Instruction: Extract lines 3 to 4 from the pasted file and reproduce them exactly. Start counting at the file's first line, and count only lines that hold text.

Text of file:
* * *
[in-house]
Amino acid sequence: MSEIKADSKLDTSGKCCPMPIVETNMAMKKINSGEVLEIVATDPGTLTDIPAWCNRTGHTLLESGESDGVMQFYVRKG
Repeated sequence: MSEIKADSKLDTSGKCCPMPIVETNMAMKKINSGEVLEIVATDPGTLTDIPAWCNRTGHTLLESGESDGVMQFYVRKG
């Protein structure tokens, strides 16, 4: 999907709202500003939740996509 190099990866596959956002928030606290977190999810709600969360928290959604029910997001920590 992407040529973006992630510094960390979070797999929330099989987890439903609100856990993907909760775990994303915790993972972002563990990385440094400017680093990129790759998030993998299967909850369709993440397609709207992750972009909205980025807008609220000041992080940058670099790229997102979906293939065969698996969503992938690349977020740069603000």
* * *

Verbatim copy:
Repeated sequence: MSEIKADSKLDTSGKCCPMPIVETNMAMKKINSGEVLEIVATDPGTLTDIPAWCNRTGHTLLESGESDGVMQFYVRKG
């Protein structure tokens, strides 16, 4: 999907709202500003939740996509 190099990866596959956002928030606290977190999810709600969360928290959604029910997001920590 992407040529973006992630510094960390979070797999929330099989987890439903609100856990993907909760775990994303915790993972972002563990990385440094400017680093990129790759998030993998299967909850369709993440397609709207992750972009909205980025807008609220000041992080940058670099790229997102979906293939065969698996969503992938690349977020740069603000």